Whether you’re taking a cruise ship, an airplane or train this winter, you are bound to encounter new people, places – and germs. And it doesn’t help that flu season will likely be in full swing.
Dr. Alejandro Sanchez, an infectious disease specialist at the Kaiser Permanente West Los Angeles Medical Center, offers tips on how to reduce exposure to germs – and stay healthy during your holiday travels.
Pack germ-fighting items.
Don’t leave home without alcohol-based hand sanitizer, disinfecting wipes, liquid soap and disinfecting spray.
Because everything you touch will be touched by many people, use these items generously and often.
Clean the following frequently touched surfaces: trays, seat buckles, bathroom countertops, armrests and door knobs. In fact, try not to touch door knobs or hand rails or use the pillows and blankets on planes.
Wash Your Hands.
No matter if you are home or on the go, frequent hand washing is always an effective way to prevent colds and other illnesses.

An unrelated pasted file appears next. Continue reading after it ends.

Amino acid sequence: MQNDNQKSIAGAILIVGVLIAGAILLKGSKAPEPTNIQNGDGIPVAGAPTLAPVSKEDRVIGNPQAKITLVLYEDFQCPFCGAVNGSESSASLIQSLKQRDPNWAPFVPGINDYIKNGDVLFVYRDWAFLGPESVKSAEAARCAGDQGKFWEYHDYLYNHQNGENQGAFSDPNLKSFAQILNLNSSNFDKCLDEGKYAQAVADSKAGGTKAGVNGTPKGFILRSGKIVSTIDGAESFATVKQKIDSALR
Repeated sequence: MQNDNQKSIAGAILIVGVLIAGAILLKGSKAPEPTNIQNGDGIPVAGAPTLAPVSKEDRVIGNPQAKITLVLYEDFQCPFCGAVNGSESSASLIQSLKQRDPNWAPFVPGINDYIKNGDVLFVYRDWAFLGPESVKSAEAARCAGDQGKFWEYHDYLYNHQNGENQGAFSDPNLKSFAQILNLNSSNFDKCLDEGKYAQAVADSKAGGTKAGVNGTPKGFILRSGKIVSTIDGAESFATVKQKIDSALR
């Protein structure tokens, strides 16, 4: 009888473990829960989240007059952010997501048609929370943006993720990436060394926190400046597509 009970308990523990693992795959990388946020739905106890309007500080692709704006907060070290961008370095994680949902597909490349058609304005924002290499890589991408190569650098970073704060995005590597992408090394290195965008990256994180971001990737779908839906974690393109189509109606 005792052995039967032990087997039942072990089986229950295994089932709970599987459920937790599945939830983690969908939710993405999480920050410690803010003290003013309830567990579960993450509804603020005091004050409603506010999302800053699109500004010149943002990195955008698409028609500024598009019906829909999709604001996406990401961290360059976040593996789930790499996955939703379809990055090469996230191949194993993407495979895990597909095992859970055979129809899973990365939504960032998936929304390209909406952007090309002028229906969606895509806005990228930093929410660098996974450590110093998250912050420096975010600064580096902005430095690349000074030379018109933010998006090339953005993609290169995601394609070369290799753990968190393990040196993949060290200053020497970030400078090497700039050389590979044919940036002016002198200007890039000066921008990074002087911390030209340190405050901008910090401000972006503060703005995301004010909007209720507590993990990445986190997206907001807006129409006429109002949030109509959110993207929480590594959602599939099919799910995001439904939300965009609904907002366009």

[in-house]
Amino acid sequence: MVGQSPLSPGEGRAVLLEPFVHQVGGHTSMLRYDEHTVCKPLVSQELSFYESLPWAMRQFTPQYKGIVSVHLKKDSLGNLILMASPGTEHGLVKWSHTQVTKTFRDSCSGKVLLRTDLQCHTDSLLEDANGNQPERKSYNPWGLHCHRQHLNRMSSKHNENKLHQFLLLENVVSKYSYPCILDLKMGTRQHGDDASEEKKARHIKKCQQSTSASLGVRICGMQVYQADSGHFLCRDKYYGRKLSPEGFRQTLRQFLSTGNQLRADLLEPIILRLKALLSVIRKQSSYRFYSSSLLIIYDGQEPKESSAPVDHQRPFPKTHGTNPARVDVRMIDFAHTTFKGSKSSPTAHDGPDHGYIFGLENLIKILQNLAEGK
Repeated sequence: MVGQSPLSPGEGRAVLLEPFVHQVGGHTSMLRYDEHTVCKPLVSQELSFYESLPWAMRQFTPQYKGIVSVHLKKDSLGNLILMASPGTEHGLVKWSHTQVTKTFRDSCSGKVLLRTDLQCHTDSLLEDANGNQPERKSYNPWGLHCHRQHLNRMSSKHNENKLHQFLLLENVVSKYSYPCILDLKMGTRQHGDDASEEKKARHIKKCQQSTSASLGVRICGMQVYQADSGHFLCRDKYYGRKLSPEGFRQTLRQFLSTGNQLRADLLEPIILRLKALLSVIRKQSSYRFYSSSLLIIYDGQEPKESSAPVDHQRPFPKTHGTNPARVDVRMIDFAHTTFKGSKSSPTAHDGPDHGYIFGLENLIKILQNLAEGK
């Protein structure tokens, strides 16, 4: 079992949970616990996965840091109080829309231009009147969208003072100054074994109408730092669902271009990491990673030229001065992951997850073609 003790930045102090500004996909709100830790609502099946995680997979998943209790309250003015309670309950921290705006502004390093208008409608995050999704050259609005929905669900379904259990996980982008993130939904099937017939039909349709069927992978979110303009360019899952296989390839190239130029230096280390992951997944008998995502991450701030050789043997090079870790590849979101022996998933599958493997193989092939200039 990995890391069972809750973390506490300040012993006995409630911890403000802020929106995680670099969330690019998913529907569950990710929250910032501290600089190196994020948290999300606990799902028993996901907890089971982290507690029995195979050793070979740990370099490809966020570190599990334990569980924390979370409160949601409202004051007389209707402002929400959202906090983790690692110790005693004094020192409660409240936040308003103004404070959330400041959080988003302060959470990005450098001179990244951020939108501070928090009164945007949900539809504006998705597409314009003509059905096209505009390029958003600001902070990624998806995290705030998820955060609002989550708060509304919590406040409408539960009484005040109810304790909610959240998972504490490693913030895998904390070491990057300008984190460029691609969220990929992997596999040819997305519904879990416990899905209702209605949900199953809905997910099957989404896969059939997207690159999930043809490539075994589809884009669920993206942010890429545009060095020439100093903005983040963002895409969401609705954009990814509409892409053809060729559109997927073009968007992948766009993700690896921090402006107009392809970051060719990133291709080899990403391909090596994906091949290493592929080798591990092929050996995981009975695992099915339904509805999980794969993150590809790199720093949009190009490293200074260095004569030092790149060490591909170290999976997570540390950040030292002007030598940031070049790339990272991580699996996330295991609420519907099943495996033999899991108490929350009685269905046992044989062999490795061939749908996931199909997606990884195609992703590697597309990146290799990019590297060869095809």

If warm water and soap are not immediately available, use hand sanitizer.
The Centers for Disease Control and Prevention recommends washing your hands before putting them to your mouth. This includes before eating, drinking, or brushing your teeth.
Always wash your hands after going to the bathroom, blowing your nose, changing diapers, or helping a sick person.
Don’t touch your face, particularly your eyes, nose, and mouth, before washing your hands.
Get your flu shot.
A flu vaccine lowers your risk of getting get the flu, which is a serious illness and can lead to complications.
Drinking plenty of water helps ward off sickness because your mucous membranes, which help defend your body against microbes, work best when moist.
Avoid ice cubes because the water tanks, especially on older planes, ships and trains, can host germs.
If you happen to be sick yourself, be courteous to others around
Stay home if you are sick.
If you have to go outdoors, cover your cough, wear a mask, and wash your hands frequently to help decrease the spread of germs.
Be prepared with contact information for your physician when you are out of town.